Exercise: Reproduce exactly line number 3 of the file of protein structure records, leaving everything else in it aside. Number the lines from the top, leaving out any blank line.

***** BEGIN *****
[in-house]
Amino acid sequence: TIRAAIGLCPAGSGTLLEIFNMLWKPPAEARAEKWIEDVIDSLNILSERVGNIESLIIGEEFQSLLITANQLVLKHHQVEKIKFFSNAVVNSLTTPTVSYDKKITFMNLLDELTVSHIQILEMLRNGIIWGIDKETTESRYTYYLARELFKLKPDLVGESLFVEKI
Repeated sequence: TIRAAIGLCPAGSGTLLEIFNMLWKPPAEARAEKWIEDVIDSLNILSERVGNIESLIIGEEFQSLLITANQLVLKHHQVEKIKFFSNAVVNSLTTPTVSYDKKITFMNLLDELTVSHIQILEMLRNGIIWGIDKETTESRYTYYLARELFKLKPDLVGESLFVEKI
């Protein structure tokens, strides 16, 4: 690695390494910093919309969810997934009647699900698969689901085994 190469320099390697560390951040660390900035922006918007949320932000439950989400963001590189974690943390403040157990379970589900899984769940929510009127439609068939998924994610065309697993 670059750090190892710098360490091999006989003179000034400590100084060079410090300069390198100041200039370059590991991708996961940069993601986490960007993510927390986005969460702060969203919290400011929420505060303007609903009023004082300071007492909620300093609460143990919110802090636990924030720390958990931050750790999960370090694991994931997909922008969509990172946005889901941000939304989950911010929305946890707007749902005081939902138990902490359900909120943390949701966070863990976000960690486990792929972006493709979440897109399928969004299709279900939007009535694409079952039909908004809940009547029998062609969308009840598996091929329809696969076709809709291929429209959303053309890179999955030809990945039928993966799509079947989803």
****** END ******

Repeated sequence: TIRAAIGLCPAGSGTLLEIFNMLWKPPAEARAEKWIEDVIDSLNILSERVGNIESLIIGEEFQSLLITANQLVLKHHQVEKIKFFSNAVVNSLTTPTVSYDKKITFMNLLDELTVSHIQILEMLRNGIIWGIDKETTESRYTYYLARELFKLKPDLVGESLFVEKI